Lindsey Kittredge, Co-Founder, Shooting Touch

Who she is: Lindsey Cronin Kittredge is the co-founder and executive director of Boston-based Shooting Touch, Inc., an organization that harnesses the power of basketball to elevate the health, education, and opportunities of youths and young adults around the world.

What she does: “We established a year-round program that provides inner-city and suburban youth with opportunities for development, both on and off the court,” Kittredge says. “Internationally, our Shooting Touch Sabbatical Program, known as the “Basketball Peace Corps,” provides the opportunity for gifted college graduates to work in Rwanda, dedicating an entire year of service to using basketball as a catalyst for good.”

Why she does it: Kittredge and her husband founded Shooting Touch in 2007—a process that she says was very organic. “My husband, Justin, is a passionate basketball lover and coach who was working with under-served youth in and around Boston,” Kittredge explains. “He was teaching them about basketball fundamentals and offering mentoring skills off the court. He knew that the kids could not otherwise afford a mainstream basketball camp or clinic—and they showed up every week, grateful and happy.”

Shooting for Profound Change: One Basket at a Time

Kittredge was working as marketing, sales, and PR specialist in the real estate industry when opportunity knocked.

“I enjoyed what I was doing, but I could never wrap my brain around what purpose I was serving,” admits Kittredge, an athlete who played D1 lacrosse in college who became an endurance runner.

When her husband’s basketball clinics started to grow dramatically, they realized there was an obvious need for the education he was providing—on and off the court.

“And not just inner-city youth,” Kittredge realized. “But for suburban youths of all levels as well — including kids outside the US.”

As a publicist and jock, Kittredge says she always found sports to be an effective way to reach people.

“So when my job required me to travel around the country shortly after the birth of our first child, I realized that now was the time to focus on this inner calling of mine and re-direct my sails.”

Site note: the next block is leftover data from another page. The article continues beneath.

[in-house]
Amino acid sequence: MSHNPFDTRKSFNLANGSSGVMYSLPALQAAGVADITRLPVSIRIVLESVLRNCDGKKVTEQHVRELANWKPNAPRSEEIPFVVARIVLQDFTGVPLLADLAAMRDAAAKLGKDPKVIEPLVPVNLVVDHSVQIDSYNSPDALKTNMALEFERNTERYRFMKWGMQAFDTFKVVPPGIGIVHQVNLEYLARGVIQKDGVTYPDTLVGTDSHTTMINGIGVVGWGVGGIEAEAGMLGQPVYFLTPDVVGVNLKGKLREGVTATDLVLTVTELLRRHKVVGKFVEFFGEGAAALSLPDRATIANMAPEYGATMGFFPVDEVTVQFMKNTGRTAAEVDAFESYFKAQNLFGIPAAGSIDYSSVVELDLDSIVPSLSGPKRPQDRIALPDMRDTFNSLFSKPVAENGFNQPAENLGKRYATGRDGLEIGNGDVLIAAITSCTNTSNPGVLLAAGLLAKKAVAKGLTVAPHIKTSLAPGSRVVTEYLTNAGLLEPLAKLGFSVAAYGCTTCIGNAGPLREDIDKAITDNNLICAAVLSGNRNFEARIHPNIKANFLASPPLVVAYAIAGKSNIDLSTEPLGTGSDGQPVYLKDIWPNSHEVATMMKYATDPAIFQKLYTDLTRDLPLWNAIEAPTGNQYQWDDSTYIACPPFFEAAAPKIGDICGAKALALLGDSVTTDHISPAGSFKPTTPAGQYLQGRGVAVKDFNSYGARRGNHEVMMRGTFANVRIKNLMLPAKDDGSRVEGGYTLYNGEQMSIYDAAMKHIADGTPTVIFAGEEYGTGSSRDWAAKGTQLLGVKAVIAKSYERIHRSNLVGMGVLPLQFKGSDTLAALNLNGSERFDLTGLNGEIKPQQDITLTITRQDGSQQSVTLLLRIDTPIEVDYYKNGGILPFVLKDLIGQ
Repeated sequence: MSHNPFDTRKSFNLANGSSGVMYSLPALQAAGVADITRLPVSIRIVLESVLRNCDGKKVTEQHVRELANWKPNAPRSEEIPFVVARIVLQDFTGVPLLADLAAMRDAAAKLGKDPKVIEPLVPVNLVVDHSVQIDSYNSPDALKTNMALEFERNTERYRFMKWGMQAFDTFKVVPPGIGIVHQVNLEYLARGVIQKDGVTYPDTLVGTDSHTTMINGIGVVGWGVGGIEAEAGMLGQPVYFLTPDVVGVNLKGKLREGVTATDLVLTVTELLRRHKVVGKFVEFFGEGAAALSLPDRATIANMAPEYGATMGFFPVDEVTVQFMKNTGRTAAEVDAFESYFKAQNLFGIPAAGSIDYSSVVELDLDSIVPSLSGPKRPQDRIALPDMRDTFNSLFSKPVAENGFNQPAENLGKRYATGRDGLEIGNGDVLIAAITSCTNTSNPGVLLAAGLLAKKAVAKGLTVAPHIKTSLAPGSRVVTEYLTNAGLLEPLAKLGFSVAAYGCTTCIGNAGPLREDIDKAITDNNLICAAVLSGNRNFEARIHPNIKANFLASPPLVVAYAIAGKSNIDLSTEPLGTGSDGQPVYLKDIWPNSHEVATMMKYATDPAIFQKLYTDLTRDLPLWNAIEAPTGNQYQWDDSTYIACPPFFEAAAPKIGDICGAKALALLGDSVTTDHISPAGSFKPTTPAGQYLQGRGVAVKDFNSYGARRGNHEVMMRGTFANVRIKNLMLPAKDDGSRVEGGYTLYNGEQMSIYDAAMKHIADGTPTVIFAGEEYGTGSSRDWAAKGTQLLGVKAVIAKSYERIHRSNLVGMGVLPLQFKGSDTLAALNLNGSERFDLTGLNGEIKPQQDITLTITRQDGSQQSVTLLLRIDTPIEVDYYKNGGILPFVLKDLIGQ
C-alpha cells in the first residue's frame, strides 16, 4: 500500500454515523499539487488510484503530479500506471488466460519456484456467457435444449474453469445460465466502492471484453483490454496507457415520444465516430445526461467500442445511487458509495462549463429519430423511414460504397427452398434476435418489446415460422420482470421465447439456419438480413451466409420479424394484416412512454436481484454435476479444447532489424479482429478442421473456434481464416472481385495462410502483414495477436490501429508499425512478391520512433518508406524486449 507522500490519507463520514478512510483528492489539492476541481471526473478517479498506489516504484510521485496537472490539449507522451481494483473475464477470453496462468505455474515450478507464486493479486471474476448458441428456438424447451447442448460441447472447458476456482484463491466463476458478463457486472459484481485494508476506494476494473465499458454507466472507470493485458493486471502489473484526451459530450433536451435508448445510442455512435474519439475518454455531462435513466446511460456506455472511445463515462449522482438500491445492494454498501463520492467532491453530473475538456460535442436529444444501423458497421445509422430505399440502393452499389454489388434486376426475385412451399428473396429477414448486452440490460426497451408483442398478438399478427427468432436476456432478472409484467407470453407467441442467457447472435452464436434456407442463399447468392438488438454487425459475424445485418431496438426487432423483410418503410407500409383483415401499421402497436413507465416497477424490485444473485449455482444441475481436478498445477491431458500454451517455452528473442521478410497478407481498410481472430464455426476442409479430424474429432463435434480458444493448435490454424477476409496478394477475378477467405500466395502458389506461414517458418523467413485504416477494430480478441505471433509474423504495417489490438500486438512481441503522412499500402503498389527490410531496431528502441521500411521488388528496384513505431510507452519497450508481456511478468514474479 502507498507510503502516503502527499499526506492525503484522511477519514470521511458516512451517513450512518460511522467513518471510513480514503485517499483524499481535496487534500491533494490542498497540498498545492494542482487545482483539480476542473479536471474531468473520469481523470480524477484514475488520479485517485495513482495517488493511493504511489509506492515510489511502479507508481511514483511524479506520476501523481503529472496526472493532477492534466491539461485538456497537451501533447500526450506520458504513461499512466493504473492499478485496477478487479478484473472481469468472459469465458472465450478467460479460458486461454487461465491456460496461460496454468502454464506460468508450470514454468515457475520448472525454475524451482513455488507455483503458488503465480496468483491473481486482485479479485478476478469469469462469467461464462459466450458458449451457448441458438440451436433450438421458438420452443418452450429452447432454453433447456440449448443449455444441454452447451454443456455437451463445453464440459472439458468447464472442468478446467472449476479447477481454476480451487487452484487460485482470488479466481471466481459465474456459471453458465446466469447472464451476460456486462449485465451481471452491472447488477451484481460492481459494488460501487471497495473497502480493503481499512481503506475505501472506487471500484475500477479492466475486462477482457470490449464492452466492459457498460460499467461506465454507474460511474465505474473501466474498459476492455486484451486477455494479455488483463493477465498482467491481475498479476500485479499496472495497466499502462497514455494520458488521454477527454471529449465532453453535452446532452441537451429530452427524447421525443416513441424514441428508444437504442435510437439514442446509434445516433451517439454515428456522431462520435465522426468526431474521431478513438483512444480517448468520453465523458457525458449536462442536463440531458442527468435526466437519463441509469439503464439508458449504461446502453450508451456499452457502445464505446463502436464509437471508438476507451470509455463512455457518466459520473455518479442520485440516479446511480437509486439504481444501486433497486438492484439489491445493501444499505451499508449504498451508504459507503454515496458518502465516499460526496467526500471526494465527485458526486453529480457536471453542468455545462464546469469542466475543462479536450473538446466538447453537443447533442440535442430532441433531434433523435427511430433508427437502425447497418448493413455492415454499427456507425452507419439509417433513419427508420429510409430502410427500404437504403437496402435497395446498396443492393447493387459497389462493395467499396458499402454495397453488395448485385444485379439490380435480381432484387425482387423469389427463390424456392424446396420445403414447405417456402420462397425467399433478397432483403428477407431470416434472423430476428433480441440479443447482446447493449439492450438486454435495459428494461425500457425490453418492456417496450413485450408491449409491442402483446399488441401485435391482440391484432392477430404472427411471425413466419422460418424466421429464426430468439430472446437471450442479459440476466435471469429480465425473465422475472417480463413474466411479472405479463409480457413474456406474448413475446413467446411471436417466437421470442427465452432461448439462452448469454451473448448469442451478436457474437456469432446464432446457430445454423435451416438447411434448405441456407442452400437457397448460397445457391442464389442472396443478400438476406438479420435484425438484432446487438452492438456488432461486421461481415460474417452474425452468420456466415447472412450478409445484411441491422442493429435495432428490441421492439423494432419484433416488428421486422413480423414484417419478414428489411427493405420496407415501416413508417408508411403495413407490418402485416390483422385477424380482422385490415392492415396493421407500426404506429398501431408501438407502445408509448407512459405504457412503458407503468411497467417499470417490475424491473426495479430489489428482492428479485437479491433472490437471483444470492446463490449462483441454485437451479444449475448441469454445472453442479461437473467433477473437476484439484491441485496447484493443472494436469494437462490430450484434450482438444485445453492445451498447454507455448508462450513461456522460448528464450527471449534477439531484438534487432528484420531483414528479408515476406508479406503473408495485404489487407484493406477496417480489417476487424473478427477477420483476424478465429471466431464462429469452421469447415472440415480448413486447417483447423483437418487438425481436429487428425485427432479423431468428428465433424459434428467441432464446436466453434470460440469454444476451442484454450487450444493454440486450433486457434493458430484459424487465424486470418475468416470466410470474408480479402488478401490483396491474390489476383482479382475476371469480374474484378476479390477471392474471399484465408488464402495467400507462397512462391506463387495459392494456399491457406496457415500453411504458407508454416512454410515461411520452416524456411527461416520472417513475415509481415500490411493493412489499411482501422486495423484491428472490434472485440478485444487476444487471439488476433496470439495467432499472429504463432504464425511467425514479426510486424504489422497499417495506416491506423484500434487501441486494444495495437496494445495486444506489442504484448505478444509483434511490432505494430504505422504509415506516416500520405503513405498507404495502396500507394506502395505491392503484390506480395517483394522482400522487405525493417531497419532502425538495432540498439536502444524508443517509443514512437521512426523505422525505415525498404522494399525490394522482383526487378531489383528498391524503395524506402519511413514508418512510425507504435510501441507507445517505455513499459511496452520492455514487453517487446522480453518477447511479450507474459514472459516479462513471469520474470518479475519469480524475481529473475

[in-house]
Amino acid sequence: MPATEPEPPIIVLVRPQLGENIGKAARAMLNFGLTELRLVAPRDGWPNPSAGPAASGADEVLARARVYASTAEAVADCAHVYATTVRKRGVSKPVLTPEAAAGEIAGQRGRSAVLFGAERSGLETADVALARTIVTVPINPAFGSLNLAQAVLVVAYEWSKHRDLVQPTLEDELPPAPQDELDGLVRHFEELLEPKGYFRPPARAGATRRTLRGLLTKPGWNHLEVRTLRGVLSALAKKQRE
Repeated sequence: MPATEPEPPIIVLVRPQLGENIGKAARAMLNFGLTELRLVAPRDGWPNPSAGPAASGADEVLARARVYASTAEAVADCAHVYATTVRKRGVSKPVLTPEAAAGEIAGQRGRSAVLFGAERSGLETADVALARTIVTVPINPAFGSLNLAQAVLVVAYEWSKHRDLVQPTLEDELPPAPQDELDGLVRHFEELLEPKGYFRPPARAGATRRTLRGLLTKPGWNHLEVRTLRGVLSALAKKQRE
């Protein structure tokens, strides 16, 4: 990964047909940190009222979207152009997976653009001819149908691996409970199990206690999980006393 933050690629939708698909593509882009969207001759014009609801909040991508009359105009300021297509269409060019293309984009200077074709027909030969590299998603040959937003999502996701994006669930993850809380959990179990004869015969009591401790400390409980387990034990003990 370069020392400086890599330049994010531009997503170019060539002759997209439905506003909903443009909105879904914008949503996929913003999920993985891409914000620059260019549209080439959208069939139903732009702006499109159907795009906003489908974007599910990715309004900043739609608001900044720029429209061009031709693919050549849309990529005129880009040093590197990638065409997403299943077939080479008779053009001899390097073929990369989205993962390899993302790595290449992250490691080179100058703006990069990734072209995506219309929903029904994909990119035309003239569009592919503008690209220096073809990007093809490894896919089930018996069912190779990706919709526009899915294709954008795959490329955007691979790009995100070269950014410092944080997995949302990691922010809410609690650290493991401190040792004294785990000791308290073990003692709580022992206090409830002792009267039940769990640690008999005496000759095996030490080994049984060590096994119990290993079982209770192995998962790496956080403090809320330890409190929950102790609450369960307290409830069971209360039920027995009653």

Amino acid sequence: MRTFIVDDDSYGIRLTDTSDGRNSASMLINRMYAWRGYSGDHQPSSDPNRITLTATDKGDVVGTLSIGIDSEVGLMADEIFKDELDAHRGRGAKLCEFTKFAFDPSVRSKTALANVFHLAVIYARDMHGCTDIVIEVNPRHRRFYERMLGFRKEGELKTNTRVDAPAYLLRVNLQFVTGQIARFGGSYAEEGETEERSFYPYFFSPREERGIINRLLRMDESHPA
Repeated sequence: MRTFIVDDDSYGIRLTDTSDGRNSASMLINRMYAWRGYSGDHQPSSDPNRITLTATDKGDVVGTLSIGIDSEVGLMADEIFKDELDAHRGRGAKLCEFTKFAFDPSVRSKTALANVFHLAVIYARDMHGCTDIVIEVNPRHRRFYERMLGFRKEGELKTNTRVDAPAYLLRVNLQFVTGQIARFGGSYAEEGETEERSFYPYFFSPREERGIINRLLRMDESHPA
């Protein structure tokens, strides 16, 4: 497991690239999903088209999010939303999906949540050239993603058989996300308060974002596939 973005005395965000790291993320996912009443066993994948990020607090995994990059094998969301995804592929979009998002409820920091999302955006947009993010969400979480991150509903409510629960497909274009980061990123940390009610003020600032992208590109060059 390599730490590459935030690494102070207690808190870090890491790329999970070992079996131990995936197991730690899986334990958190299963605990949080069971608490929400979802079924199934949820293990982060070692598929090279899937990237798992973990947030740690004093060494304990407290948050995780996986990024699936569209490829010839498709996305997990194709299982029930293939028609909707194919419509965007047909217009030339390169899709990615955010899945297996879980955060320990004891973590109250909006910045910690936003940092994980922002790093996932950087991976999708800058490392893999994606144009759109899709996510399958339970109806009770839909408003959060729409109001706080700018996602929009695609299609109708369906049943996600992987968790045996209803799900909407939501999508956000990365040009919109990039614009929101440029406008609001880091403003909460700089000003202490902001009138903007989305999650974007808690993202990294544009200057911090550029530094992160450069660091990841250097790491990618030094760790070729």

Soon after, the couple put their heads and hearts together—and Shooting Touch was born.

In the years since, the organization has shifted from a local Boston basketball program to an international NGO working in seven countries, and impacting thousands of youths globally each year.

Its board of directors includes NBA players, coaches, Hall of Famers, and ESPN broadcasters. And, its sponsors are Reebok, Powerade, and Muscle Milk, among others.

“We hope to resonate with audiences of all ages who love the power of sports and the positive impact it has on the lives of others,” says Kittredge, whose players in the Boston Shooting Touch program range from 3rd graders to college seniors. Its international program, which currently operates in Rwanda, works with children 10 to 18 years old.

“We have built courts around the world in places where the sport of basketball did not otherwise exist,” Kittredge shares. “We have given AIDS orphans—in desolate places like rural Gulati, Zimbabwe—a place to play and experience joy. And, we have given purpose and opportunities to girls in Rwanda, who would never have been introduced to nor allowed the opportunity to play sports at all.”

In addition, Shooting Touch has:

  • Provided more than 100 summer basketball camp scholarships to girls and boys from Boston neighborhoods, such as Roxbury, Mattapan, and Dorchester. “For one week in the middle of July, these kids are happy learning basketball from the best high school coach ever to teach the game—Hall of Fame Inductee Coach Bob Hurley.”
  • Given six college graduates the opportunity of a lifetime to leave the country after graduation, travel, and work in a foreign country using the game that they love to educate—and in some cases—save lives.
  • And, “we have helped ourselves by understanding fully that it is so much more rewarding to give than receive.”

“There is enormous satisfaction and purpose in helping the lives of others,” Kittredge insists. “If you simply have an idea, and the will and persistence to see it through, big change can occur—for yourself, and for others.

What are Kittredge’s biggest challenges?

“Growing an NGO on a shoestring annual budget of $150,000 is not easy, but we know that what we are doing is critical to so many kids’ lives,” she says. “Our goal for 2014 is to secure more funding—a lot more funding—so that we can improve our resources in Africa and in our own backyard of Beantown. We are passionate about our cause, and we look forward to achieving the amazing heights we know we will soar to.”

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